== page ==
1: Thousands of people die in car accidents every year. Why do we treat these deaths any differently from the way we treat deaths due to terrorism?
2: Well, they are and they aren’t different. Deaths due to car accidents are tragic for the families of the victims and the victims, and I don’t want to minimize that. But terrorism involves moral choices on the part of particular agents, and that seems to make a difference. We’ve accepted a certain number of deaths by traffic accident as a part of modern life, but not deaths by terrorism (nor should we). With a car accident, the thought is: If not for this twist of fate or error of judgement, so and so would be alive today. With a terrorist attack, the thought is: If not for this deliberate act of evil, so and so would be alive. And that makes a difference: the latter kind of death strikes us differently because it’s pointless (in the sense that there’s no good point to it). Just think: Would you rather hear that a relative had died in a car crash or been murdered? A horrible choice, but of course you’d chose the latter. Not to mention the fact that the level of traffic accidents shifts a bit from year to year, but it would be very unusual to have any big, unpleasant surprises in the overall level of fatalities. Not so with terrorist attacks, which remind us that the next could be much, much worse. Mourning these deaths plays a double role: We mourn the loss, which would be tragic whether it resulted from terrorism or a traffic accident. But we also lament the fact that the victims would be alive had it not been for some deliberate, hateful act, and we remind ourselves that it could happen again, and in much larger numbers.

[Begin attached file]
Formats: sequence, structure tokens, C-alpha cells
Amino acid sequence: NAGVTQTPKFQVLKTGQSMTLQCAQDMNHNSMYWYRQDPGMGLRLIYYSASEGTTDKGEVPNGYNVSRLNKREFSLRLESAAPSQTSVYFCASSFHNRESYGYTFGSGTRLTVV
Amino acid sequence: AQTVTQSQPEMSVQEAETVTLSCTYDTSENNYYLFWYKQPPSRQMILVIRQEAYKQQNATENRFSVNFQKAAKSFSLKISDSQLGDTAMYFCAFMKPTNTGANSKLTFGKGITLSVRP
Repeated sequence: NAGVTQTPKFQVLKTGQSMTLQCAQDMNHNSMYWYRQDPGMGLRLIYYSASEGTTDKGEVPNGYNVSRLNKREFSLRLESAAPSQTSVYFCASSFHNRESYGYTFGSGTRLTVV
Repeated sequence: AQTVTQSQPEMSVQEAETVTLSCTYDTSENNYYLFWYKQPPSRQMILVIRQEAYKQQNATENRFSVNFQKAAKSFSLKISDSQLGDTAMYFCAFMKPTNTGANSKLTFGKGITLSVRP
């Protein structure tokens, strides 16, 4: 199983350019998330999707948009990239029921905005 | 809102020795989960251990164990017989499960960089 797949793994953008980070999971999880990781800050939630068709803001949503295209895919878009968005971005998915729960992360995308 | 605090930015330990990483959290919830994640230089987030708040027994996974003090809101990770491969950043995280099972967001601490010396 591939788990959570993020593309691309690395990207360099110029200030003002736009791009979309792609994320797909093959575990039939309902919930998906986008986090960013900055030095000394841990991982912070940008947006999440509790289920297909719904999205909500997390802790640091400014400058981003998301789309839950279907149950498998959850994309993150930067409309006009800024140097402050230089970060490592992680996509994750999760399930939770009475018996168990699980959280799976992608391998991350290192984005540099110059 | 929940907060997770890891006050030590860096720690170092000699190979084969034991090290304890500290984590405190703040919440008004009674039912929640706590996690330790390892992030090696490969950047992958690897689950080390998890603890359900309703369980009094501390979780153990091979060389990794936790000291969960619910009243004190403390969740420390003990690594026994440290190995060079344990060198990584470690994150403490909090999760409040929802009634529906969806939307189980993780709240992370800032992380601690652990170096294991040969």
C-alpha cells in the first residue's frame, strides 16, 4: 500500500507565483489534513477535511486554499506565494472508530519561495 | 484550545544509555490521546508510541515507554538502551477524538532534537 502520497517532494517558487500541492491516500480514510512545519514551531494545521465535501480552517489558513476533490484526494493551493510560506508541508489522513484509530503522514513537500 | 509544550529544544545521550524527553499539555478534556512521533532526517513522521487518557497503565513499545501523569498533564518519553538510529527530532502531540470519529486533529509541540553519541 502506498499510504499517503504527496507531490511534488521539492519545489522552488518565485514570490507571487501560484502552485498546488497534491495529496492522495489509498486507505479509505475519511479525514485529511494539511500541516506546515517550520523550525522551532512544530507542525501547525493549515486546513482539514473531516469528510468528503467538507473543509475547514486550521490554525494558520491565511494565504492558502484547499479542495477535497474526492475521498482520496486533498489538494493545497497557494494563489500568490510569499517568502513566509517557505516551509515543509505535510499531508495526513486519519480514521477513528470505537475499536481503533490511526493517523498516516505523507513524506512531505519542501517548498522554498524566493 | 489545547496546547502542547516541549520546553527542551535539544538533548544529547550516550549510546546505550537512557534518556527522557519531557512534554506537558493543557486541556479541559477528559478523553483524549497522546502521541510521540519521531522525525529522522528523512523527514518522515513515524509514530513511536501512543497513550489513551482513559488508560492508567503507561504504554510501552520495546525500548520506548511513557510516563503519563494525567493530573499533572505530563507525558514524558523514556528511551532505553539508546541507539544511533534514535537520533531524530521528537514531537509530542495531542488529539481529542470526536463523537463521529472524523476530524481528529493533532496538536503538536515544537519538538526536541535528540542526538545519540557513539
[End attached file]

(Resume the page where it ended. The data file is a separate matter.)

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2: Oh, for pity’s sake, they’re mourning Menezes by the thousands. It’s just one guy. Why such a fuss over one person, when so many others, including victims of terrorism, have died too?
1: Well, as you’ve just pointed out, we don’t just look at the numbers when we call attention to victims. In this case, we have what appears to be a badly thought out policy or a decent policy very badly applied, that led to the death of an innocent man. And the policy, whether good or bad, was never publicly debated, even though anyone formulating it and instructing others of it would have to know the futility of trying to keep it a secret after an incident- and even though this is precisely the sort of policy that ought to be the subject of public debate. There is the very real fear that without some changes it is more likely than otherwise to happen again to another innocent person. Mourning in this case plays a double role: We mourn the victim, whose death would have been tragic however it came about. But we also remind ourselves that the death may well have been preventable, that it may well have been the result of policy failures, that it might happen to other innocents in the future, and that that is unacceptable to us.
Howls of outrage (3)